The trampoline outing left my back and my triceps sore, as expected. Last time our team went there, we had no idea just how intense a workout it is on your body. That took three days to recover from! This time around I did a lot less jumping, but still woke up stiff.
Because my bike was in the shop for a tune up on Wednesday, I flip-flopped our Thursday run (hills) with our Wednesday bike (75mins). Wednesday morning I ran a handful of 90-second reps up a little beast known as Hetlzer Rd. Cool temps, good tunes and waking up on the right side of the bed - it was a kick-ass run. Turns out, it's still kicking my ass ... and my hamstrings.
Thursday morning was a bike ride - solo, since my ride buds did their workouts the previous day. It had been a while since I really have had the chance to jam on my bike. Like, push really hard for as long as possible and make my quads cry. So despite a later-than-expected start time, I hit the bike path for 70mins. I road down to the beach (always and forever a blessing to live in pedal distance of the Pacific Ocean) and back. Oatmeal performed well. The tune up has made him shiny and quiet.
About an hour later, walking up the stairs to work, I could really feel the heaviness in my quads. Dead-ish legs, almost. And it was that feeling that made me skittish for the evening's hill workout with the team. (Note: I don't do hills two days in a row, but this schedule flip caused this one-off occurrence.) Headed up to a new hill location, this one in Beverly Hills. Turned out that one of my teammates had a strained calf and wasn't healthy enough to hit the incline. So instead of standing around and letting time waste, we ditched the hill in favor of a bootcamp-style workout. It went something like: planks, sky-grabs, jump squats, lunges, push-ups, planks, standing squats, lunges, calf raises, push-ups, planks, sky grabs. It didn't last long, maybe 20 minutes. But I am certainly feeling a little bit of that today!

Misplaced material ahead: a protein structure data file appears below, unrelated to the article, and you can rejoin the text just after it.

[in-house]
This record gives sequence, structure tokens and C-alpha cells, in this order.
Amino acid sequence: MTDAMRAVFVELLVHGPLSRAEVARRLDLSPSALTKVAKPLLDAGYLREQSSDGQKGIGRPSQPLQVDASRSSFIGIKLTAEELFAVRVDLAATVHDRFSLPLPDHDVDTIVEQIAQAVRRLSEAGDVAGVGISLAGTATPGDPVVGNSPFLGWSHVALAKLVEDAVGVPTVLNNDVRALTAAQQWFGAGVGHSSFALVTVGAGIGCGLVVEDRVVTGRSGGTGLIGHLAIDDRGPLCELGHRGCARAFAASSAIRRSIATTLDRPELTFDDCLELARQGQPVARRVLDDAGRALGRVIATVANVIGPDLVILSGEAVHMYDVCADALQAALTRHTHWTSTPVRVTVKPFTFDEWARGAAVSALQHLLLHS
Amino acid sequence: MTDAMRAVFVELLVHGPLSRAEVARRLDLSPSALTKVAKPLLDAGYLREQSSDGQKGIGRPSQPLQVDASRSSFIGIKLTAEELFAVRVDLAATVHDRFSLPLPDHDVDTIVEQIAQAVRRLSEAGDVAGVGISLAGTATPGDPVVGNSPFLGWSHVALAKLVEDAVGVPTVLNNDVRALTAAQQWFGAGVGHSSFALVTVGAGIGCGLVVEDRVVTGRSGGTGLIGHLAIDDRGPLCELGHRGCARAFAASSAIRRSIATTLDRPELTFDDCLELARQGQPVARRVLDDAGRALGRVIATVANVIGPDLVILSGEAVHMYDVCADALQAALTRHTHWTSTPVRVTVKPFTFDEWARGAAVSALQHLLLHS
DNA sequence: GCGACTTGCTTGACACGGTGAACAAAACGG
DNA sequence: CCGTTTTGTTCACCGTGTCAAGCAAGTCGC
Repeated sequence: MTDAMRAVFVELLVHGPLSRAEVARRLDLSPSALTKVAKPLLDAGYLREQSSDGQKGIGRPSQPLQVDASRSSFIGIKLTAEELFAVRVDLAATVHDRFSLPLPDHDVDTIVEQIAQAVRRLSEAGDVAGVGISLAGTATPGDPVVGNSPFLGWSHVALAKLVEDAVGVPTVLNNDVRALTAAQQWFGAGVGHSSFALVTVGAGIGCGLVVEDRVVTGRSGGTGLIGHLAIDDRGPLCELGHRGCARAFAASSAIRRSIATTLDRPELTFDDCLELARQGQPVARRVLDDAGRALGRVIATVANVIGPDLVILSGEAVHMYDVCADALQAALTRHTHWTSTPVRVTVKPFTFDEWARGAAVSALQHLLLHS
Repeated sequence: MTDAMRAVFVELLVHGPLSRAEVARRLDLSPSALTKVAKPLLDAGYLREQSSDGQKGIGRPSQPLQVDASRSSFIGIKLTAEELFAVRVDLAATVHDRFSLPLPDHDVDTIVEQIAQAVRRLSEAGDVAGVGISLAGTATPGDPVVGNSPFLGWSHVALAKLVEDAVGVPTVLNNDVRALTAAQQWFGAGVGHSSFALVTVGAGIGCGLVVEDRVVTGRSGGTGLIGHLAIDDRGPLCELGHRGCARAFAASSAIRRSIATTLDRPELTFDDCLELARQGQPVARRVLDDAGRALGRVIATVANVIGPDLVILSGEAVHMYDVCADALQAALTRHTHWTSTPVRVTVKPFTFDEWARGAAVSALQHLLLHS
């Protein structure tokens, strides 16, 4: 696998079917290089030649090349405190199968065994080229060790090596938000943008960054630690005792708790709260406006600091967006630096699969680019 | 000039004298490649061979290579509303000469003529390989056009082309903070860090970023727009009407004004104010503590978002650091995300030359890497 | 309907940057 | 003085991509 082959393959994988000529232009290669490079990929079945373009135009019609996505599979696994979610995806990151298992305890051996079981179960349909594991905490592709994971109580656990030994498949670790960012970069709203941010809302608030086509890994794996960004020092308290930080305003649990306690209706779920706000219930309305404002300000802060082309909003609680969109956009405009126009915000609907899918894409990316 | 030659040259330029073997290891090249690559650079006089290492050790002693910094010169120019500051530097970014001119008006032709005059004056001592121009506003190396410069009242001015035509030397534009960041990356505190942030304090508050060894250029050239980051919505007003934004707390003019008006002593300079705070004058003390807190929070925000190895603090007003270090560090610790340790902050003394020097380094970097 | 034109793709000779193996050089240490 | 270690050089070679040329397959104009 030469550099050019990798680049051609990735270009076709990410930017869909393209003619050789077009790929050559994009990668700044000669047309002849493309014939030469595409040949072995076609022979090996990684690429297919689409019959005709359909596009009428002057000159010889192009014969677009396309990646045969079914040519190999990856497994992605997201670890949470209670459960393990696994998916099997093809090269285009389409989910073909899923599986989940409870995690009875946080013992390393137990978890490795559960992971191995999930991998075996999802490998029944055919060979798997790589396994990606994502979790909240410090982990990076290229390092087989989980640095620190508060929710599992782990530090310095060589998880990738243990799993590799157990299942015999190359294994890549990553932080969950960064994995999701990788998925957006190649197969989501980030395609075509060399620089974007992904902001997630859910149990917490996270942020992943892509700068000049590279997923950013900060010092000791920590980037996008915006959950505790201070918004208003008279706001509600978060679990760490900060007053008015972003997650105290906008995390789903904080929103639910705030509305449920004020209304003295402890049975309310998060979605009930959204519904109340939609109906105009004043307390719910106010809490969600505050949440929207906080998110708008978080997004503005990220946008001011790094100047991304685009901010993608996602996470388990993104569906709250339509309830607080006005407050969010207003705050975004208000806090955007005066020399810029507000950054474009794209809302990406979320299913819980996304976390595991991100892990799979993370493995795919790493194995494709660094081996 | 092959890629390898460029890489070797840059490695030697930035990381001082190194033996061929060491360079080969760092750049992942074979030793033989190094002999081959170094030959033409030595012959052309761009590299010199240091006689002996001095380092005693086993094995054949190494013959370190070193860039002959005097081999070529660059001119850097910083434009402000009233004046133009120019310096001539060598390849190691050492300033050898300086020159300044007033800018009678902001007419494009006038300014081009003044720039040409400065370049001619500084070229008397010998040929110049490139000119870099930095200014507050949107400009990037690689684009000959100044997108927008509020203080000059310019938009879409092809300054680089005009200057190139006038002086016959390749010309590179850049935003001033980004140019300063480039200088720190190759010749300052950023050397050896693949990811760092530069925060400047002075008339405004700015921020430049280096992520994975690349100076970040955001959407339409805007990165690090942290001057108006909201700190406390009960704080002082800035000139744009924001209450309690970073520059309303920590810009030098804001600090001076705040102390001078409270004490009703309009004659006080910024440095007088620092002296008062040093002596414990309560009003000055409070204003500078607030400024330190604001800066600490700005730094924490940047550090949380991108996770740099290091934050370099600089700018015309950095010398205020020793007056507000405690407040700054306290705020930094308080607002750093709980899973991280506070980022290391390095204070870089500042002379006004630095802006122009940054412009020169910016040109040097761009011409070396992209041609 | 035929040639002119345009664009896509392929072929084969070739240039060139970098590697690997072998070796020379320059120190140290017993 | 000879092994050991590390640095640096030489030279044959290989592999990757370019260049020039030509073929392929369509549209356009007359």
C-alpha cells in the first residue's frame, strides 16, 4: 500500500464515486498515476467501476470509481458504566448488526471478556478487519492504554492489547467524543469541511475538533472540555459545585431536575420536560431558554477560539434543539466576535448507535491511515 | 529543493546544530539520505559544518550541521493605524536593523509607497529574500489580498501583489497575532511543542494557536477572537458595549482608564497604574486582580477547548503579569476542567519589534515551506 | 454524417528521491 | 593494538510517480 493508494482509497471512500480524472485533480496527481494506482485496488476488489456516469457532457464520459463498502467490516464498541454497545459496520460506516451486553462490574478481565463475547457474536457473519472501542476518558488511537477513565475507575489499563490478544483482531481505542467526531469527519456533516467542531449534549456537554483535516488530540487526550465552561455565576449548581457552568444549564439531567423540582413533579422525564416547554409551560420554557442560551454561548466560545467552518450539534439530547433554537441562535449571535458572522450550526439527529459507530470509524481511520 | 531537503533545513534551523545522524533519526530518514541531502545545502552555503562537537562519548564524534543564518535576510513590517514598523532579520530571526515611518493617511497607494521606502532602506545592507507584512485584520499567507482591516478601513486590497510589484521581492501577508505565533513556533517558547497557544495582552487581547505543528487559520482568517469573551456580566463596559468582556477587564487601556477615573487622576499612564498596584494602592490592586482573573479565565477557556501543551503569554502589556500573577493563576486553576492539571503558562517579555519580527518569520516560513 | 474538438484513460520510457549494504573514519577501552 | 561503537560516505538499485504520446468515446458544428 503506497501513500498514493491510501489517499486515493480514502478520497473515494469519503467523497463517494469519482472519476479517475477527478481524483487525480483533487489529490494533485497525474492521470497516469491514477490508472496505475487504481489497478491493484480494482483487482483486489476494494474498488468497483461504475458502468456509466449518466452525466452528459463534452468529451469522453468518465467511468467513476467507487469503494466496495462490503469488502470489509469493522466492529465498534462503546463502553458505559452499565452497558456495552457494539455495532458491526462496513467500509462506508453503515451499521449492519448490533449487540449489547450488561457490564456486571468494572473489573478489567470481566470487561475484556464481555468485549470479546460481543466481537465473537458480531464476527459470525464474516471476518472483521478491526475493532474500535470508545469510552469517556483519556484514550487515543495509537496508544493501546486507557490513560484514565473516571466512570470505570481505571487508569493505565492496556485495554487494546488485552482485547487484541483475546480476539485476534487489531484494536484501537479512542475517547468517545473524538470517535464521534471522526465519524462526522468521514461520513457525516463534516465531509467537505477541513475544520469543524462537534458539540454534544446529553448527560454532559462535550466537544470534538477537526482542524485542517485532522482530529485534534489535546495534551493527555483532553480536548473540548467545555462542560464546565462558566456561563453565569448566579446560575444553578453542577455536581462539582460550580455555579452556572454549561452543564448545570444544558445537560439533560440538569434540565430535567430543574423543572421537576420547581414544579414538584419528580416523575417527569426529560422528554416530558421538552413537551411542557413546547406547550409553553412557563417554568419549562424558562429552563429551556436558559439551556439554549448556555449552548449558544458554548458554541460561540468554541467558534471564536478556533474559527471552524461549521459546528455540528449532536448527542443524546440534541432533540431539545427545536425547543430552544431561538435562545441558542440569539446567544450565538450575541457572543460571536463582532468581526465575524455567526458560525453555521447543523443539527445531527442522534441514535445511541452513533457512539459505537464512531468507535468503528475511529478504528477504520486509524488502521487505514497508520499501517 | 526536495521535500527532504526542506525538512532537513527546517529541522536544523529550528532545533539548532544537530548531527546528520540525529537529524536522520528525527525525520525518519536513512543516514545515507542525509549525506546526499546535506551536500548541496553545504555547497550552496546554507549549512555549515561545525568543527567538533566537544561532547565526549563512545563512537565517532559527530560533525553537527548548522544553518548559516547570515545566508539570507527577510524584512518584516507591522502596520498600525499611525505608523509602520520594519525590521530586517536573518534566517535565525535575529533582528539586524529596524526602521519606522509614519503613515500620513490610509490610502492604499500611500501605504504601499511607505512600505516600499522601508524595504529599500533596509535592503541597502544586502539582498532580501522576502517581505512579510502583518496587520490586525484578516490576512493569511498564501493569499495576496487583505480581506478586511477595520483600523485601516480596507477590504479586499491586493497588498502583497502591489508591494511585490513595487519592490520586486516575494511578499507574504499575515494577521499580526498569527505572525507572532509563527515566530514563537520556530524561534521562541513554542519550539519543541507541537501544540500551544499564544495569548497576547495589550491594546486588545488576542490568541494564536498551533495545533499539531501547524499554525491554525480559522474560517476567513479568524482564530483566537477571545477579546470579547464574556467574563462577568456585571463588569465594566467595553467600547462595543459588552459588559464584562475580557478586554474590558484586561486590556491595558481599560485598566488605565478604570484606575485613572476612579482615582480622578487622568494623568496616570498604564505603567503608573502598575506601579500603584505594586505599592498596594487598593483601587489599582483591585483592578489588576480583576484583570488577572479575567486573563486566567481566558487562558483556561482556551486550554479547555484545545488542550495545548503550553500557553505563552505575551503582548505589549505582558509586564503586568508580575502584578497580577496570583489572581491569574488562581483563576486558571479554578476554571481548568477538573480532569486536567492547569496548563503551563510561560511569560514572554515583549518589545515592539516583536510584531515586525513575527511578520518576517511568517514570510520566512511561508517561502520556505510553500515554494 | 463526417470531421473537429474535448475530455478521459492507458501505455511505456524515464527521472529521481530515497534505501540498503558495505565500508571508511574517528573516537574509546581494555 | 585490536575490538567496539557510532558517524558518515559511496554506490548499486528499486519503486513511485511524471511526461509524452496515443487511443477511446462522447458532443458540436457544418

This morning I peeled myself outta bed and chucked my body into the local pool. Water temp according to the lifeguard - 70 degrees. Holy ice cube! I had to abridge the swim set (cue the sound of a stadium full of cheers) and only fit in about 45mins of the prescribed 60 minutes. The set itself was moderately hard from a cardio standpoint, but what got me was my stroke. I'm working on changing my form - I no longer want to swim like a pterodactyl - and with these changes come demands upon muscles I haven't used in a while. Suffice to say, my triceps (again) and my pecs are screaming at me after only the shortie workout. My gosh, they feel weak! In time, they will build up some strength (fingers crossed I don't start looking Hulk-ish), but for now and for the coming weeks, the pool is going to be my torture chamber. Well, then again, what's new...
No rest for the weary - tomorrow our team heads up to Westlake for a 4hr ride and 45min run. Sunday brings 10 miles to the table (some extra special hills in there as well).
I'm going to lie to myself and say that the brick workout will "shake out" the soreness. But I realize that's like saying, "Sure, you'll be able to relax during your sports massage." Letting our brains lie to our bodies in order to keep going when it gets tough: it's an underrated skill and should be exercised frequently. Sip of sports drink, lie to self, "it's not that steep." Bite of nutrition, lie to self, "Almost done."
Other favorite lies I tell myself include:
- The water isn't that cold
- 5:00am isn't that early
- Cytomax tastes good
- It's just a little rain/wind/indigestion
- These spandex make you look athletic and not at all like a sausage casing
- The laundry will do itself
- You deserve to eat bacon-wrapped bacon after that 3 mile run